IATP said that most of the work proposed for agriculture in the SBSTA has concerned projects to reduce carbon dioxide emissions in developing country agriculture. IATP contends that since methane and nitrous oxide emissions from industrialized animal production and the overuse of synthetic fertilizers in developed countries are far more damaging to the climate than carbon dioxide, SBSTA should study how to reduce those emissions. IATP also recommended that UNFCCC governments (Parties) request SBSTA to review studies of how ecological agricultural practices and the localization of food systems could reduce GHG emissions derived from agricultural production, processing and transportation. We reiterated that the priority for climate investment in developing-country agriculture should be for the adaptation of small land holder agriculture to climate change.
During and after the UNFCCC Conference of Parties (CoP) in Durban, South Africa, the carbon emissions price, whose increase, in theory, should induce major GHG producers to invest in low carbon technologies and production practices, kept falling. IATP, in a second paper, showed that carbon emissions market revenues have been a miniscule source of emissions reduction project finance and suggested that the LCA discuss other approaches to finance. We proposed that an LCA workshop could review new climate economics research to help calculate emissions reduction investments on the basis of estimated loss and damage from climate change, rather than on the basis of the weak and erratic carbon price signal.
Because the old market mechanism of carbon emissions trading has not been working to reduce GHGs, some Parties are proposing a UNFCCC definition for a New Market Mechanism (NMM). Under one proposal, the NMM would continue the old market mechanism practice of having governments give to major GHG producers carbon emissions credits worth billions of dollars (actually euros) when traded on carbon markets, all before having actually reduced their GHG emissions. Another NMM proposal, called “sectoral crediting,” would estimate emissions reductions over an entire economic sector, e.g., the cement industry, rather on the current emission reduction project basis. This accounting flexibility scheme is supposed to make emissions reductions more “cost effective” for major emitting Parties.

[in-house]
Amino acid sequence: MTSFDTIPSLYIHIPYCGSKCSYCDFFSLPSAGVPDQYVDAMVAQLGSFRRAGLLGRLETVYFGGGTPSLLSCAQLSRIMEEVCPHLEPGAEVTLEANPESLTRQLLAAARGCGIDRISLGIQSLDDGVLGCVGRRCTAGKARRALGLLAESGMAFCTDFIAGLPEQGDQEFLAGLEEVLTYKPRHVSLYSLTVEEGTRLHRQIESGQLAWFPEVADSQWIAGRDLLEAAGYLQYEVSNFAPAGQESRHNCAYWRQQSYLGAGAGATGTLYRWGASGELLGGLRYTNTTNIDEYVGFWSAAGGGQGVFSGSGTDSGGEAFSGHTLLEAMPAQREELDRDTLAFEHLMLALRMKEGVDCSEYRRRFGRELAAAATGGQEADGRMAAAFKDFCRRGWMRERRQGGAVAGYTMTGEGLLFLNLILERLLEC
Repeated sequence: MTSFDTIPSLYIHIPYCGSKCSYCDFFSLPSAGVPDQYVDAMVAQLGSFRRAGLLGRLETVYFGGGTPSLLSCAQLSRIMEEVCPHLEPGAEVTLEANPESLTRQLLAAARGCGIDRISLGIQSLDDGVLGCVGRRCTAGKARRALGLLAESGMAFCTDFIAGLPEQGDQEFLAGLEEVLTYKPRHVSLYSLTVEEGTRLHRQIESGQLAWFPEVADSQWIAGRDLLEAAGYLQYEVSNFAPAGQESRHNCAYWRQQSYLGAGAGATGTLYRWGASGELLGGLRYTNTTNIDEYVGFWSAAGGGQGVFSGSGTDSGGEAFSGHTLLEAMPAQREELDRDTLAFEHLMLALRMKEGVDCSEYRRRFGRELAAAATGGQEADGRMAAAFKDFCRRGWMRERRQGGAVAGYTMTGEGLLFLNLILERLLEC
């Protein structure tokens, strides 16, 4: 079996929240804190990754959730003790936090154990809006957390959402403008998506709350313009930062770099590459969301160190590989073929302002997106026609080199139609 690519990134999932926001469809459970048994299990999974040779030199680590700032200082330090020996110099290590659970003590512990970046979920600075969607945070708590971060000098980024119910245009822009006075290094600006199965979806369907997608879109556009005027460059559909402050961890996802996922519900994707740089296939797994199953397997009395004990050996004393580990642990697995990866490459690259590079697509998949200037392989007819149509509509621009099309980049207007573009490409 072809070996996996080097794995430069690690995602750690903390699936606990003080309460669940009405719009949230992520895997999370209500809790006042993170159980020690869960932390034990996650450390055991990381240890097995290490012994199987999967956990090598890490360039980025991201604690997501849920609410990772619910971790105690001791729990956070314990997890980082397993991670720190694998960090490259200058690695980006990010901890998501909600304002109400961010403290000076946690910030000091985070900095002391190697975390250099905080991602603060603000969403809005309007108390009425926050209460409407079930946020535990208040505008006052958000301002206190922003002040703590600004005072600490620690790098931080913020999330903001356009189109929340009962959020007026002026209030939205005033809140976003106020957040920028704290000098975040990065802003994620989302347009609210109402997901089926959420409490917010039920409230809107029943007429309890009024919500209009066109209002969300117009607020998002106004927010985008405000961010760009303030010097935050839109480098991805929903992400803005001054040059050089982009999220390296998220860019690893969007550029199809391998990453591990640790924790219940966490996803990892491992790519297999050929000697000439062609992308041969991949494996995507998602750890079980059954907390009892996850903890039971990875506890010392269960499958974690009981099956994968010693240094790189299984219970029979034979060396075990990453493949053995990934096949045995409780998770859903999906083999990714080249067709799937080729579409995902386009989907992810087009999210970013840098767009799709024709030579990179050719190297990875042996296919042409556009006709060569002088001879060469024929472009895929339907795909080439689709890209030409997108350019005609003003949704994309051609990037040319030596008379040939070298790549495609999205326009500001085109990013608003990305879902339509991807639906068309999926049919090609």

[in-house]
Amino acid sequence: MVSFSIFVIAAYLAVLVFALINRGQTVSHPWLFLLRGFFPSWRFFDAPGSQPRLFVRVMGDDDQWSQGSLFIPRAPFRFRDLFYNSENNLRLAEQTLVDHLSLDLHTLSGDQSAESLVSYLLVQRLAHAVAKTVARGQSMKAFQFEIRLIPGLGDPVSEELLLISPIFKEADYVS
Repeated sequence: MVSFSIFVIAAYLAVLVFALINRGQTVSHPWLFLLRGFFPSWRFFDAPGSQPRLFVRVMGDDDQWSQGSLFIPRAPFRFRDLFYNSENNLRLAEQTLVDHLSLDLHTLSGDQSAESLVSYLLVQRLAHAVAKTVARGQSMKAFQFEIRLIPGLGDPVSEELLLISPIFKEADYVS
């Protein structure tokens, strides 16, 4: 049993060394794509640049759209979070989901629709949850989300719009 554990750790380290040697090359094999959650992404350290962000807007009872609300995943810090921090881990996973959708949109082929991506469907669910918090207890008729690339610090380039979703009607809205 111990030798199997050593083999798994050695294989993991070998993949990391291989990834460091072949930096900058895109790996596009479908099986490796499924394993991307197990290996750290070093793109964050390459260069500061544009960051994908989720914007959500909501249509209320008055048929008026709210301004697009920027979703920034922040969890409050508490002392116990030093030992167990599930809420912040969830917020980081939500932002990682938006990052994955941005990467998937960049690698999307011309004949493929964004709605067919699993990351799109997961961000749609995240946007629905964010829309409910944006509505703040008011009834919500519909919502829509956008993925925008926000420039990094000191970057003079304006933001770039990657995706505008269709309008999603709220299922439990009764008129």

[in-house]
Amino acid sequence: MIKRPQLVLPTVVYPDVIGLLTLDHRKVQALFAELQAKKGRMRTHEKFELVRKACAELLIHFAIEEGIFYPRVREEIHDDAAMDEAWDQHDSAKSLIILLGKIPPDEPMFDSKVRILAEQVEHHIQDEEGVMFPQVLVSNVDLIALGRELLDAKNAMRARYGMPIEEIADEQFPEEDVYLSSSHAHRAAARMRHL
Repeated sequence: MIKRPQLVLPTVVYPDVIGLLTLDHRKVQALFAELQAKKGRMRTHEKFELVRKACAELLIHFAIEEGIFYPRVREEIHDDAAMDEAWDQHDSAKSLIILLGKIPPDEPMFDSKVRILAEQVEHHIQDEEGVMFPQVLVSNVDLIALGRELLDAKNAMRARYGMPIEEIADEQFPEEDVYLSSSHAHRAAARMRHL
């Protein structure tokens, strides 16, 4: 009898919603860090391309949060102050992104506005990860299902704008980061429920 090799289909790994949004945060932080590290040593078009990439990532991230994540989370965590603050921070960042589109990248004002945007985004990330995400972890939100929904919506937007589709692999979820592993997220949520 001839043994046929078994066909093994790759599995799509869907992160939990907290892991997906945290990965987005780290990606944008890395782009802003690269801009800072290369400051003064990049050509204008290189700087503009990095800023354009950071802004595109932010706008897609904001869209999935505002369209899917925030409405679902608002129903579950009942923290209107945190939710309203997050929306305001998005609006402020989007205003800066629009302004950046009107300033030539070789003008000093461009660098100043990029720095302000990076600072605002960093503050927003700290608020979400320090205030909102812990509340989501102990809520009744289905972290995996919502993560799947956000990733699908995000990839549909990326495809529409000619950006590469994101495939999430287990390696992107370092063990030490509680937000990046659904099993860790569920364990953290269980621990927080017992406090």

Unmentioned in the LCA discussion about the NMM is the green sectoral bond, a financing tool that would tie carbon emissions trading to the bond market and to “sectoral crediting.” Developing country green sectoral bond debt likely would likely be much greater than any benefits developing countries would receive from bond-funded projects. IATP urged the LCA to scrutinize green sectoral bond proposals in a workshop at the UNFCCC negotiations in May in Bonn before agreeing on any elements of a NMM definition.
IATP, in a 2010 article, referred to the green sectoral bond, as ‘the new climate debt,’ a diplomatic reversal of the concept of ‘climate debt,’ according to which developed countries, which bear the majority of historical responsibility for increased greenhouse gas emissions, should pay for the technology and programs to enable developing countries to reduce greenhouse gases and adapt to climate change. At the Durban CoP, the United States succeeded in eliminating the principle of historical responsibility from the terms of reference for the negotiation of a new protocol to the UNFCCC. At the CoP in November in Doha, Qatar, developed countries will try to operationalize the flight from historical responsibility by defining a NMM whose projects to reduce GHGs will be paid for increasingly by developing countries.